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Parity still far-off goal for women academics in STEM fields

Sharon Sassler
Chris Kitchen/University Photography
Sharon Sassler, professor of policy analysis and management, gives the keynote speech at the Empowering Women in Science and Engineering Symposium.

Molecular biologist Carol Greider got a call at 5 a.m. one day in 2009 saying she had won the Nobel Prize in medicine. She had already been awake, not because she had been working in her lab or writing up her research. Greider had been folding laundry.

The anecdote illustrates how far women have come in science, technology, engineering and mathematics (STEM) fields, and how far they have to go, especially at the highest levels in the academic world, said Sharon Sassler, professor of policy analysis and management.

“I’m optimistic. We’re seeing narrowing of the gender wage gap. We’re seeing higher wages for women with children in STEM fields. There’s a lot of good news,” said Sassler. “But women still don’t have parity.”

Sassler offered these thoughts in her keynote address May 25 at the Fourth Empowering Women in Science and Engineering Symposium. The one-day event focused on “pathways to success,” for women faculty, staff, postdoctoral fellows, doctoral candidates and professionals in STEM disciplines. Sessions focused on harassment, mentoring, tools for effective communication and achieving work-life balance.

Sassler reviewed social science research on the sources of gender differences in academic STEM careers, and highlighted the ways in which society and higher ed could address these challenges.

Higher education has seen a dramatic increase in the percentages of women in the STEM careers pipeline, with more women earning doctorates, postdoctoral fellowships and faculty positions. Women now earn half of all doctoral degrees in the life sciences, Sassler said, and one-third in fields such as the physical sciences, mathematics and statistics.

However, that pipeline has several leaks, and women leave STEM fields at every stage of their academic careers. It’s not that women are less productive, Sassler said; when researchers account for factors including the field of study, academic rank, the type of institution and parental status, women produce as many articles and secure as many grants as men. “This is a finding that is consistent across numerous studies,” Sassler said.

Moreover, another study found that men are more likely than women to cite their previous work in their own research, which boosts the number of times their studies have been cited. “I often have to tell my graduate students they need to drop citations to their work into their papers; otherwise people won’t know to track those papers down. So more shameless self-promotion is clearly in order,” Sassler said.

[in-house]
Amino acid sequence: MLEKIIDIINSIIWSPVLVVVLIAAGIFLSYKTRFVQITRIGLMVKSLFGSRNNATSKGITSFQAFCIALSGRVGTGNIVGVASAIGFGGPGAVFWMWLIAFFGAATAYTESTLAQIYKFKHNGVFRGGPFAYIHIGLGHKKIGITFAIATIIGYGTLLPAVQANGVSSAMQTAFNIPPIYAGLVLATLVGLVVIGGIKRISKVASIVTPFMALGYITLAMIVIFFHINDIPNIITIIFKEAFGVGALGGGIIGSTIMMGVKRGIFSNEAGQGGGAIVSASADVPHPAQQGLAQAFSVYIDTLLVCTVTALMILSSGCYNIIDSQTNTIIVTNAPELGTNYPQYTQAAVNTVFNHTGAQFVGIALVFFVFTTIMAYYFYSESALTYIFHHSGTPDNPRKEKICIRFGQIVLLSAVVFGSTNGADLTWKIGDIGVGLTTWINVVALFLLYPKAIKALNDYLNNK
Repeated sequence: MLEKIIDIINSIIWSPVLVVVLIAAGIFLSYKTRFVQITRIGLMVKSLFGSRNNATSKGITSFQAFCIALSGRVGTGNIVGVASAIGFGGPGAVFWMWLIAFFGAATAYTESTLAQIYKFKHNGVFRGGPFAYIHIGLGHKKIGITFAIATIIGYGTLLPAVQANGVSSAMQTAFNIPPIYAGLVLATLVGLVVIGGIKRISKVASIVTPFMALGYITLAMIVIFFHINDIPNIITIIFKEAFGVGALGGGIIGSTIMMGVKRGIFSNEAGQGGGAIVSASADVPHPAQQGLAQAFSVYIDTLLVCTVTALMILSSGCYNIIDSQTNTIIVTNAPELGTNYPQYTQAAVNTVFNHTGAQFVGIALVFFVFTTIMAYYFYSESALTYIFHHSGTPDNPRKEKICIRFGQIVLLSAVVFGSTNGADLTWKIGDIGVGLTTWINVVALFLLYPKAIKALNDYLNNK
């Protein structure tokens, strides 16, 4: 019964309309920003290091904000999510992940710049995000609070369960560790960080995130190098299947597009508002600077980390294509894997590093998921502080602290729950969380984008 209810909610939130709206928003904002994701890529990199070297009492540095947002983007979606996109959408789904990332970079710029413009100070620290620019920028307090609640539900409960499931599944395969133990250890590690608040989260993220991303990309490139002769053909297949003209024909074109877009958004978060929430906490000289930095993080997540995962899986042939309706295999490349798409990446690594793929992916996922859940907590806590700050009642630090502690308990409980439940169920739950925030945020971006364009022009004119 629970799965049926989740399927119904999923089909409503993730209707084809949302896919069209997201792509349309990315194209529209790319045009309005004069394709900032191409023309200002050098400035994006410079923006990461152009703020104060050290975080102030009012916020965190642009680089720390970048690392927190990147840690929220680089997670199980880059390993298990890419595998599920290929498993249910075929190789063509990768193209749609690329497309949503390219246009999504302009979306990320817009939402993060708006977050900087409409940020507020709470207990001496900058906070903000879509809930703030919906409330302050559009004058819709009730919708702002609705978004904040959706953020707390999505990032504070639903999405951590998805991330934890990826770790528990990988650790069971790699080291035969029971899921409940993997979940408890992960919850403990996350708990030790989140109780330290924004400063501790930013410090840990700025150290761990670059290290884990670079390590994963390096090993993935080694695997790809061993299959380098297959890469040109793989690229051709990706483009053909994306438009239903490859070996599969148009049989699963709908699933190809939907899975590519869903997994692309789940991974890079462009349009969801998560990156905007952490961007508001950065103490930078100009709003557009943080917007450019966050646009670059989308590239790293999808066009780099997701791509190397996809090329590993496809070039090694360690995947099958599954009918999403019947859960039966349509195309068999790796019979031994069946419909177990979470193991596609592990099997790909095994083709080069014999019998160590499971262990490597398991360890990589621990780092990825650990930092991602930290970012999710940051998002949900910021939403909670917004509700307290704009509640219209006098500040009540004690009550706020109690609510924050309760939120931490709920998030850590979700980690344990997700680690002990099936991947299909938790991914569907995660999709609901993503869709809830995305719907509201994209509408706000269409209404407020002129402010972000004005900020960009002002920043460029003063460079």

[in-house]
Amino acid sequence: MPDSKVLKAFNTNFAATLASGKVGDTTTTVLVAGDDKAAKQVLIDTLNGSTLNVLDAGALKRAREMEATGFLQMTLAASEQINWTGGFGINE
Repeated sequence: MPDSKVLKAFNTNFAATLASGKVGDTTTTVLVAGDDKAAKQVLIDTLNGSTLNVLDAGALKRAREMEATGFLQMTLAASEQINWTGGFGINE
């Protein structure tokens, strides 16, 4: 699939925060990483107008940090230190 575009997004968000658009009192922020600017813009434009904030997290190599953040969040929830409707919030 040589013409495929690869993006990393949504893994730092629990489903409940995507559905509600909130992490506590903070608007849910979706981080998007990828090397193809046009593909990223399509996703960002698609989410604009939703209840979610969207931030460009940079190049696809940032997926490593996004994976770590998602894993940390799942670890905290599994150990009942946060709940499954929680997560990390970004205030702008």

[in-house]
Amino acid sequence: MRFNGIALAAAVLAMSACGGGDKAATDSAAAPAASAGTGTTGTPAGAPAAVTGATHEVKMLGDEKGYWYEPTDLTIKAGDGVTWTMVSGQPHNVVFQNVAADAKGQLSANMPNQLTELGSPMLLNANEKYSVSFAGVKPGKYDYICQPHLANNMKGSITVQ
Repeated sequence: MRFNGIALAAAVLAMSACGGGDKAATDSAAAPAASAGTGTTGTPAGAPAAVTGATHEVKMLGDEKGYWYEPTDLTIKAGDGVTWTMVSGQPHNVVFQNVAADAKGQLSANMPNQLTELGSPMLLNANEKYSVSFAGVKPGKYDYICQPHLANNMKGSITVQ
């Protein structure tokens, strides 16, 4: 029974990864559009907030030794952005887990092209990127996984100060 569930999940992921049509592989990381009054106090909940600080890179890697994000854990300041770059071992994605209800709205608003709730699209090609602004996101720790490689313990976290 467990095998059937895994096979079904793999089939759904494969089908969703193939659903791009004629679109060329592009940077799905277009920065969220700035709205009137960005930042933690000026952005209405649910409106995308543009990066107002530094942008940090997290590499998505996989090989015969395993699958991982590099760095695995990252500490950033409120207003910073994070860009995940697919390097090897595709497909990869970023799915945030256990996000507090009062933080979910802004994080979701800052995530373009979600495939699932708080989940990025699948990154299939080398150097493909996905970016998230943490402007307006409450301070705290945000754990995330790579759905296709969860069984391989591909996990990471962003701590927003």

Among the main challenges facing women in STEM fields are factors associated with marital and parental status. Women Ph.D.s are far more likely to be unmarried than male Ph.Ds., Sassler said; those who are married and have children spend fewer hours on their academic work, on average, and bear greater responsibility for housework and child care than their male counterparts. While both men and women increasingly report feeling stressed by the difficulties of balancing work and family life, the “second shift” is particularly onerous for female STEM professionals.

Social psychological factors also cause leaks in the STEM pipeline, Sassler said. For example, young men rate their math and science ability higher than young women who have identical math and science test scores. “Women tend to hold themselves to higher standards, studies show,” Sassler said.

In fact, women do have to be better than men in STEM fields, because bias is alive and well, Sassler said. One study from the late 1990s found that women in STEM fields had to be 2.5 times more productive than male candidates to get the same rating from an assessment committee. And several recent studies that asked scientists to evaluate resumes that were identical except for the name of the applicant found that men were assessed to be more hirable, more worthy of mentoring and, in one hypothetical study, deserving of a higher starting salary than women.

What can be done to reverse these trends? Institutions could create more equitable teaching expectations; women currently teach larger undergraduate classes, and tend to advise more time-consuming undergraduates theses than men. Colleges and universities often allow men and women to stop the tenure clock for a year or more when they have a child. And universities have made great progress in ensuring that women are given equitable startup packages, research space and equipment in most STEM fields.

On the societal front, more discussion is needed about paid family leave for both women and men, Sassler said. “We all need to get out there and vote and make demands about the public policies that will better enable us to combine work and family obligations.”

The symposium was organized by Diversity Programs in Engineering, the Office of Postdoctoral Studies, the Office of Faculty Development and Diversity and the Graduate School’s Office of Inclusion and Student Engagement. Lockheed Martin Corp. sponsored the event.

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Melissa Osgood